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Letter: Proposed safe injection site provides no security for Richmond families

A Richmond News reader questions whether the public's voices are taken into consideration during the decision-making process.
Proposed safe-injection site in Richmond is causing concerns for families and residents.

Dear Editor,

Re: "Richmond council votes 8-1 to explore safe drug consumption site"

As a mother of a young child, I am writing to you with a heavy heart. Since the news of Richmond city council voting in favour of exploring options for a supervised consumption site was announced, there has been an uproar in the community against the idea.

Why does the Richmond city council oppose the statement issued by Vancouver Coastal Health last year and I quote in the following article:

"VCH looks to expand safe drug consumption services in Richmond" published on Feb. 22, 2023 by Maria Rantanen in the Richmond News.

Vancouver Coastal Health is working on offering more safe drug consumption services in Richmond.

Details are still being worked out, but Richmond medical health officer, Meena Dawar, told the Richmond News, that they are working on setting up an “episodic overdose prevention service.”

As for having a standalone safe-injection site – otherwise known as a safe-consumption site – Dawar said Richmond doesn’t have the density of people using drugs to justify it.

To be effective, a safe injection site should be near an identified group of drug users who are able to walk to the site.

“In Richmond, there’s not a neighbourhood or area where we could provide such service,” Dawar said.

I believe that Richmond residents need to be aware of this issue in order to speak up and speak out. What are some of the ways that this can be achieved?

In the event that this site is established, has the mental health of residents been considered? Why is one group's needs overshadowing another?

If drug use is a health issue, so is mental health. The mental state of many parents will be affected, which ranges from stress to depression, why is this not considered?

After the opening of modular housing located on 6999 Alderbridge Way, as residents in the vicinity, we have personally witnessed suspicious people crossing the streets dangerously, spitting, using garden hoses from private residences to clean themselves or fill their bottles, shouting.

I am certain that there are many other instances when adults and children feel frightened and it is unimaginable to live in a state of constant fear. This is not an environment that our children should grow up in.

This is not the Canada that we aspire to build and maintain. Canada is vocal and active in assisting and welcoming refugees, who flee their countries in search of safety. I find it ironic that yet right here in our backyard, we cannot provide this sense of safety and security.

In fact, I believe that a support group for parents should be established as mental stress and emotional needs must not be ignored or underestimated. 

In videos that demonstrate the effectiveness of centres like Insite, the people shown have been carefully curated. Those portrayed articulate well, and are conscious and aware of their actions and words.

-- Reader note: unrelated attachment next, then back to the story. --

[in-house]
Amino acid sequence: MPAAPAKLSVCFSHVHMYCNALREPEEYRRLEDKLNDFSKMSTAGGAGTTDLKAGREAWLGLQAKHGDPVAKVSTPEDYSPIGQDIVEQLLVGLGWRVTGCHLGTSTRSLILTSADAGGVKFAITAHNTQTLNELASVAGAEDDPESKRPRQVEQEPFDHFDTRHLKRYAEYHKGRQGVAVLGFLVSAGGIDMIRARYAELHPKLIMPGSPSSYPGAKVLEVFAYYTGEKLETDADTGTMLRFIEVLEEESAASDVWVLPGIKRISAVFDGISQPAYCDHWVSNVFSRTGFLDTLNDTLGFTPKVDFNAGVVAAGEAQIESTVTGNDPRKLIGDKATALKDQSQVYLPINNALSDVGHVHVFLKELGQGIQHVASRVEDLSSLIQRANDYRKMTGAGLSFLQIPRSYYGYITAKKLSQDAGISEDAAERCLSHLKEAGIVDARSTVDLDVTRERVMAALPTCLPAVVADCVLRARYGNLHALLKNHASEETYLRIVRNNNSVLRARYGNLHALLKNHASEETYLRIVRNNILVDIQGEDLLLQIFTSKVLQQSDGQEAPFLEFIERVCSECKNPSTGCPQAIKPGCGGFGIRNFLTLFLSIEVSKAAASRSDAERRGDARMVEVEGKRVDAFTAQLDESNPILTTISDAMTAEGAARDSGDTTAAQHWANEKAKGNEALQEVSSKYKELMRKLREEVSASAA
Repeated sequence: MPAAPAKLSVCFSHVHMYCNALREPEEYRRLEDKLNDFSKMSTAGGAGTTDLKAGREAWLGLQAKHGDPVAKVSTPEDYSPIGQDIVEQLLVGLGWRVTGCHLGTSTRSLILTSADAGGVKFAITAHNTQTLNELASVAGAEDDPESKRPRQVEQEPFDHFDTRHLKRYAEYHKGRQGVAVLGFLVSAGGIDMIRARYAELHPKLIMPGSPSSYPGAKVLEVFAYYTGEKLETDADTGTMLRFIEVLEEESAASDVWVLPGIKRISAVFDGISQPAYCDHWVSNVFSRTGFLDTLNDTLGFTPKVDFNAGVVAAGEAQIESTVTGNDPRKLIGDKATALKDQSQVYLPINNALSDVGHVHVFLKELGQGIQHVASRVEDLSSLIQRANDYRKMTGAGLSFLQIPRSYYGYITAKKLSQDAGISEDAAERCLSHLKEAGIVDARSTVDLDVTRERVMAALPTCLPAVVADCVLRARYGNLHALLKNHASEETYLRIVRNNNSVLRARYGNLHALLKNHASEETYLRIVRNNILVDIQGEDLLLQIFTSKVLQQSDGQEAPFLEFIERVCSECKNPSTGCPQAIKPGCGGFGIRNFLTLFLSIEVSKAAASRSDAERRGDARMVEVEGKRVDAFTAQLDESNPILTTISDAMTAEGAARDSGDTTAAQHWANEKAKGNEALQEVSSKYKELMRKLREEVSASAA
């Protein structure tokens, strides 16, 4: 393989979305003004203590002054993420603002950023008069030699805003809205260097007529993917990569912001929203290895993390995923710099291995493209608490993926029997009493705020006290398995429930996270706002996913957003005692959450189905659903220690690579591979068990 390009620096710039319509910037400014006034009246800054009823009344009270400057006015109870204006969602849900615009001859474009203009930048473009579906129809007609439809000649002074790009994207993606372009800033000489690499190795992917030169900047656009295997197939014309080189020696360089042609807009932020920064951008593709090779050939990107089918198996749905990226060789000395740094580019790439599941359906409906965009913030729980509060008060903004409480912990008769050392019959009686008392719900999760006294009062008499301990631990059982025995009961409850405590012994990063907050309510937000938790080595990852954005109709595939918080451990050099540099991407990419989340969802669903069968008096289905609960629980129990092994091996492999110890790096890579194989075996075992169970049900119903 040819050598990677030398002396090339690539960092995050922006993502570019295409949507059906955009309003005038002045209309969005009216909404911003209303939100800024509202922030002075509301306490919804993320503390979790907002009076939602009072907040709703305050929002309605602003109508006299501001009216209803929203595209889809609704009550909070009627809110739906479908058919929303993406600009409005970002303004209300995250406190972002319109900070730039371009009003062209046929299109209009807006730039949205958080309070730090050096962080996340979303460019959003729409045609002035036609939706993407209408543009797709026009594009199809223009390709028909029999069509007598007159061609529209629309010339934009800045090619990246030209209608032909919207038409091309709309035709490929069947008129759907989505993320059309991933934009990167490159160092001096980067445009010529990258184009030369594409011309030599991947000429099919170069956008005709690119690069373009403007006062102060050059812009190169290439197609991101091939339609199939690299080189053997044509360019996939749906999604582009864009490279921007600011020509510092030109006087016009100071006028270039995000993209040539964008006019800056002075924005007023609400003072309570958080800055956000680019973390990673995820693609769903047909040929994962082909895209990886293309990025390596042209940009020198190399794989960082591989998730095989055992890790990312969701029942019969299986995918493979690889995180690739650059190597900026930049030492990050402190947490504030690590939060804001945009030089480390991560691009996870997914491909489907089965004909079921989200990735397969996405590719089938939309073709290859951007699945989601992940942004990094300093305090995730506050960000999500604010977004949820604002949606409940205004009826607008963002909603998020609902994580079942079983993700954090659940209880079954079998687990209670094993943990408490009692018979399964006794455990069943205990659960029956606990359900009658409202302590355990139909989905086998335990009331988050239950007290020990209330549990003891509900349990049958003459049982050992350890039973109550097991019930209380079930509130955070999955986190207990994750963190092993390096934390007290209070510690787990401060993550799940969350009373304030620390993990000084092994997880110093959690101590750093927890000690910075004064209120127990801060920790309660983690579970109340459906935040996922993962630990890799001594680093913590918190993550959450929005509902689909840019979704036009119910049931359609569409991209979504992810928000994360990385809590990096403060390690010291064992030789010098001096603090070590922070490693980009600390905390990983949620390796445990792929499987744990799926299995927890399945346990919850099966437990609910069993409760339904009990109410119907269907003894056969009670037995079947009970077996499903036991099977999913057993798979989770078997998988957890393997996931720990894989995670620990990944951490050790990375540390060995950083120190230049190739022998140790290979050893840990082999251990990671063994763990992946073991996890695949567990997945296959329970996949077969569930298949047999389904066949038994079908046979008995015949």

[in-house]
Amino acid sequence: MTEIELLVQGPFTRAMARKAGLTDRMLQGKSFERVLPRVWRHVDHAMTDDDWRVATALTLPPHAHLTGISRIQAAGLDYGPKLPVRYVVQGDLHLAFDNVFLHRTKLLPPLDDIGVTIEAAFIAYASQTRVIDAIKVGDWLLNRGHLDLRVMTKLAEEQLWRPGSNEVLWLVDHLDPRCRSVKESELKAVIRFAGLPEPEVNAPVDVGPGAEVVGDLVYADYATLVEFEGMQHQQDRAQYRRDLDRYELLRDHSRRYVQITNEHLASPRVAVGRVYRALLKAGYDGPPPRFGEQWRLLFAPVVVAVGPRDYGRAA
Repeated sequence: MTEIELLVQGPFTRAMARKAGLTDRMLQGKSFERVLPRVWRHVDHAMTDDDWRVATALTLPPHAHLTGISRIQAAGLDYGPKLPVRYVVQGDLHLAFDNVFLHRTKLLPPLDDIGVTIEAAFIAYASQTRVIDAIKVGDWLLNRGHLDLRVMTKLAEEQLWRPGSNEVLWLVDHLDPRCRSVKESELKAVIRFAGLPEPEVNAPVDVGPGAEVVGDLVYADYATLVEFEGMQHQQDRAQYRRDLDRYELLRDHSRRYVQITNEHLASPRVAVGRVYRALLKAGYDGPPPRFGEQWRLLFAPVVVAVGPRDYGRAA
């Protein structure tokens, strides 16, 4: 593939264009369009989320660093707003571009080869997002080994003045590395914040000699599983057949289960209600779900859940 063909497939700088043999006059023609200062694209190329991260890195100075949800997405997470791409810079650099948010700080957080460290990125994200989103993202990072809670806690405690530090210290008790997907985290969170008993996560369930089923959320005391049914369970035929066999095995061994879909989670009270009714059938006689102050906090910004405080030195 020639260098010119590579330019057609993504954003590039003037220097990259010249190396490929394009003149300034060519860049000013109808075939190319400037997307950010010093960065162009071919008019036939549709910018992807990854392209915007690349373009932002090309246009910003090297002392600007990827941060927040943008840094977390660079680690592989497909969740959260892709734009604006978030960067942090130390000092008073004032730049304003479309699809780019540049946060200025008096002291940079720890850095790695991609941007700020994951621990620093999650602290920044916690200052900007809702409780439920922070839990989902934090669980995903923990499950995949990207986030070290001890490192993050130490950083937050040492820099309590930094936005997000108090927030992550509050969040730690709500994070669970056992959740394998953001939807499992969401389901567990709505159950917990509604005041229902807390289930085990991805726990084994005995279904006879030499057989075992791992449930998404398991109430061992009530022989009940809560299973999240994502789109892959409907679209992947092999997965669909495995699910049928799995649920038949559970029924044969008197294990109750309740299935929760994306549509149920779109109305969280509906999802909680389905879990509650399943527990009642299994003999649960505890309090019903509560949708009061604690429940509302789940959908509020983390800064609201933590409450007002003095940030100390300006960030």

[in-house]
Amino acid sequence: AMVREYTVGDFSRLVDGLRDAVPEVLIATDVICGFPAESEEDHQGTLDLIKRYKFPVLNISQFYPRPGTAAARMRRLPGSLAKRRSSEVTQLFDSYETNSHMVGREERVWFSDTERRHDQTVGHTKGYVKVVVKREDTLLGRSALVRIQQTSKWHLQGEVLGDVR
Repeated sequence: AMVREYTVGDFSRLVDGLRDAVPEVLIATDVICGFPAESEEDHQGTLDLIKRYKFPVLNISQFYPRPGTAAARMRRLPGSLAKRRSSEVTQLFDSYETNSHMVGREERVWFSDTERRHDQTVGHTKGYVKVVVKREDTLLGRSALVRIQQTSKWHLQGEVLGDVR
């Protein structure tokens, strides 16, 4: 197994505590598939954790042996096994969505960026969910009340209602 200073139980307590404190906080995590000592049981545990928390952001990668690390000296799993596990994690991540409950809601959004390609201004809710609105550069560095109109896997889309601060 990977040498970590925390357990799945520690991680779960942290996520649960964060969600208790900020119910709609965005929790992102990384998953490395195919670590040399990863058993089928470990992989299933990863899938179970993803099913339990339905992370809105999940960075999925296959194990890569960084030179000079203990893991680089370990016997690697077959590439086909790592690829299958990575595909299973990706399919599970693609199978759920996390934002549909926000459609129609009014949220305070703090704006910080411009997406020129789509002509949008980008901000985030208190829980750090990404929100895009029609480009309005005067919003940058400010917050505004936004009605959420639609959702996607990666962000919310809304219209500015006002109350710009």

While this can show the general public that drug users and addicts should not be stereotyped, the other extreme is not fairly represented. With my own two eyes, I have witnessed indecently dressed ones that are not aware of their surroundings, behaving socially inappropriately or even potentially harming other members of the public. Again, why are sites built for their needs without balancing the bane?

Community centres and community events have been actively promoted in Richmond, to build a community, to enhance harmony in our Canadian society as this country is made up of diverse groups of people, coming from different countries, with different races, languages and religions.

How is this going to be possible if residents are afraid to even stroll their pets on the streets?

The presence of drugs can already be felt in the area surrounding Brighouse Library, where the area hosts ice skating classes, and art and music lessons, in short, an area that caters to the needs of families. However, needles and human waste can be seen and detected in car parks and outdoor areas. 

Although Richmond is different from York Road in North Cowichan and Yaletown, these two case studies should be mentioned and explored before the decision can be made on opening a site in Richmond.

Have studies been done to test the effectiveness of such sites, is the timeline long enough to justify their results? Why is the city of Richmond a white rat in Canada's experimental attempt to combat the issues of drugs? 

I also find that it is difficult to understand the entire decision-making process as many details are not disclosed. Why are the voices of the people not heard? It is a fundamental role of a city council to be the voice of its people and to work for the people, not against them.

The very foundation of democracy is being called into question when people do not have a say. Why does Vancouver Coastal Health have the authority to decide for the residents of Richmond, and who are the people that get to make the decisions?

All information should be disclosed to the public if Canada prides itself on being a free and democratic country. 

C. Chiu